DNA egghead James Watson sells Nobel prize for $4.8m, gets it back
Russian billionaire says he can’t bear to keep gong
DNA brainiac James Watson has got his Nobel Prize medal back from Russia’s richest man, who bought the gong from the scientist for $4.8m (£3m). While Watson gets to keep the medal, the money raised is still going to science.
Watson, along with coworkers Maurice Wilkins and Francis Crick*, was awarded the Nobel Prize for Physiology or Medicine in 1962 for the discovery of DNA’s double-helix structure, but decided to sell his gold Nobel medal – the first ever recipient to do so.
He told the Financial Times that he’d taken the unprecedented step after being made to feel like an “unperson,” after he told an interviewer in 2007 that black people were inherently less intelligent than other races. Watson, 86, complained that his research was no longer taken seriously and his income had taken a hit following his assertions.
During the auction, held this week by Christies, bidding for the gong topped out at $4.8m. The winner – Russian billionaire Alisher Usmanov – promptly said that he was giving the medal back to Watson in recognition of his contributions to humanity.
"In my opinion, a situation in which an outstanding scientist has to sell a medal recognizing his achievements is unacceptable," Usmanov said in a statement.
"Dr Watson's work contributed to cancer research, the illness from which my father died. It is important for me that the money that I spent on this medal will go to supporting scientific research, and the medal will stay with the person who deserved it."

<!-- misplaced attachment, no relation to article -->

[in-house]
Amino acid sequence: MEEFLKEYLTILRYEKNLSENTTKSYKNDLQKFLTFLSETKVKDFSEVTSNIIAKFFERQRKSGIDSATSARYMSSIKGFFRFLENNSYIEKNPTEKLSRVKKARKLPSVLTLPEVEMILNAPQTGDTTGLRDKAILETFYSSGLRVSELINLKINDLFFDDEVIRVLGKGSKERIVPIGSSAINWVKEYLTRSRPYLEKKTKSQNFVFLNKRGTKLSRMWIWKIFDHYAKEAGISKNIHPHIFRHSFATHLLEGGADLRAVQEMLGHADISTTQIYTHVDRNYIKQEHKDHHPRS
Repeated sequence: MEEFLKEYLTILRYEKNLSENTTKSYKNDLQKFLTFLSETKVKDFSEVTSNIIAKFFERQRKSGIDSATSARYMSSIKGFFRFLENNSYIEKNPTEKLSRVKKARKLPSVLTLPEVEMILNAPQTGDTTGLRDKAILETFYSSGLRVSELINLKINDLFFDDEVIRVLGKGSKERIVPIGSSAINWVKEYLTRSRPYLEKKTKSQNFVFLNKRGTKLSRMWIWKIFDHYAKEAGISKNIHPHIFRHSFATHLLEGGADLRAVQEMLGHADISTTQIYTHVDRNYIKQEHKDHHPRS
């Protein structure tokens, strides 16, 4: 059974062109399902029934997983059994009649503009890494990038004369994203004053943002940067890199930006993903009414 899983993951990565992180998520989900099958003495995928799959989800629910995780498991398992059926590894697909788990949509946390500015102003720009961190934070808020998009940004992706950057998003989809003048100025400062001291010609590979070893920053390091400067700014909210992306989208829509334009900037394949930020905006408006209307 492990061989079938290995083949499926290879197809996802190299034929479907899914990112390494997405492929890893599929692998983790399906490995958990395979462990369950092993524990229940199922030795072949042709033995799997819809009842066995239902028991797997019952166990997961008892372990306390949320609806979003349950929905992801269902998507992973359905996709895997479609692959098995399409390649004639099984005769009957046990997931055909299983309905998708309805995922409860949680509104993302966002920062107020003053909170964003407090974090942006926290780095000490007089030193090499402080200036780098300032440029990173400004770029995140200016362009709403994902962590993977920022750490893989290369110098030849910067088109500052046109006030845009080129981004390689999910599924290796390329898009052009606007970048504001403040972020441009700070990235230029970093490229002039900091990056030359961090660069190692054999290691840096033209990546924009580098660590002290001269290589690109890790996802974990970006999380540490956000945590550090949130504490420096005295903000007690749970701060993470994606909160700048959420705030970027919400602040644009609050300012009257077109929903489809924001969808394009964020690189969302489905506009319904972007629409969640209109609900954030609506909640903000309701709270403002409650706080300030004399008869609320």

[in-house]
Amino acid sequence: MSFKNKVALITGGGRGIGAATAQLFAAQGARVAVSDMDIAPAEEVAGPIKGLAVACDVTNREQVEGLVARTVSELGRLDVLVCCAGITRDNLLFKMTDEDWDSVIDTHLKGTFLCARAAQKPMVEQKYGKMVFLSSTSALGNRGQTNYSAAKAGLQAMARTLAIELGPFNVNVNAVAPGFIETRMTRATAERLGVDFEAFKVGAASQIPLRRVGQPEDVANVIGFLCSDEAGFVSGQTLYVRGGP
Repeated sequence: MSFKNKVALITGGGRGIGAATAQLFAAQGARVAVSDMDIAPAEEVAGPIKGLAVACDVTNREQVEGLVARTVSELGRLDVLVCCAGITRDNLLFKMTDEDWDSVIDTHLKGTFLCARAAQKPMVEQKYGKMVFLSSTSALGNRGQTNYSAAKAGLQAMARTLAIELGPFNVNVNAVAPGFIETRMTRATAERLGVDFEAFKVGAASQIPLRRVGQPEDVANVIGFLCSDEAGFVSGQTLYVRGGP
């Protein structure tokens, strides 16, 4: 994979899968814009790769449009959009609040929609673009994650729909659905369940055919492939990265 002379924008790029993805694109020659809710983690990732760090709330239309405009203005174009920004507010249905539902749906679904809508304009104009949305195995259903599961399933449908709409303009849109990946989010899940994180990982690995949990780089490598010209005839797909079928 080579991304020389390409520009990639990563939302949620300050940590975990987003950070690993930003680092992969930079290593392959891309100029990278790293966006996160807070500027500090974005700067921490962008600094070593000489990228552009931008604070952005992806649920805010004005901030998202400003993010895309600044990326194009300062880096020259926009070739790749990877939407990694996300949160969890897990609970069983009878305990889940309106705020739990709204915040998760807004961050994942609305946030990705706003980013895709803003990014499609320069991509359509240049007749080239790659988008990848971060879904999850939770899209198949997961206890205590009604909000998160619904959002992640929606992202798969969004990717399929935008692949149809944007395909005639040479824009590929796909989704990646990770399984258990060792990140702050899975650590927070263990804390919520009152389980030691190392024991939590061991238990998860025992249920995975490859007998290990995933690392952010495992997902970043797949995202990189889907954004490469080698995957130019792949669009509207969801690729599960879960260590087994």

Usmanov will hardly notice the loss. He’s estimated to be worth about $18bn, making him the richest man in the former Union of Soviet Socialist Republics. He resides in the UK and is a co-owner of Arsenal football club.
Usmanov reportedly contacted Watson before the auction, offering a donation to charity in exchange for the scientist keeping his medal. But Watson decided to carry on with the sale to see how much the Nobel award was worth.
A spokesman for Chicago-born Watson said he was “humbled” by the gesture. In a classy move, and possibly an elegant fuck you, he will donate the money to Cold Spring Harbor Laboratory, the institution he used to head but which fired him after his remarks on race.
Mind you, it wasn’t the first time Watson had expressed some controversial opinions. In the past he has said that if a child could be determined to be homosexual in utero then the mother should be allowed to abort it, and in a 2000 lecture suggested a link between skin color and sex drive.
"That's why you have Latin lovers," he said, "You've never heard of an English lover. Only an English Patient." ®
Watson, Crick, and Wilkins shared the 1962 Nobel for their efforts, but the fourth member of the discovery team was ineligible to receive the award, since it can’t be awarded posthumously.
Rosalind Franklin provided the first X-ray diffraction images of DNA, which were key to the discovery of the double helix form. Watson and Franklin never got on however, and he denigrated her contribution in his bestseller The Double Helix, although he did suggest that she should have got the Nobel for chemistry.
Franklin died of abdominal cancer in 1958, but has since been recognized for her achievements in science by numerous institutions and academic records.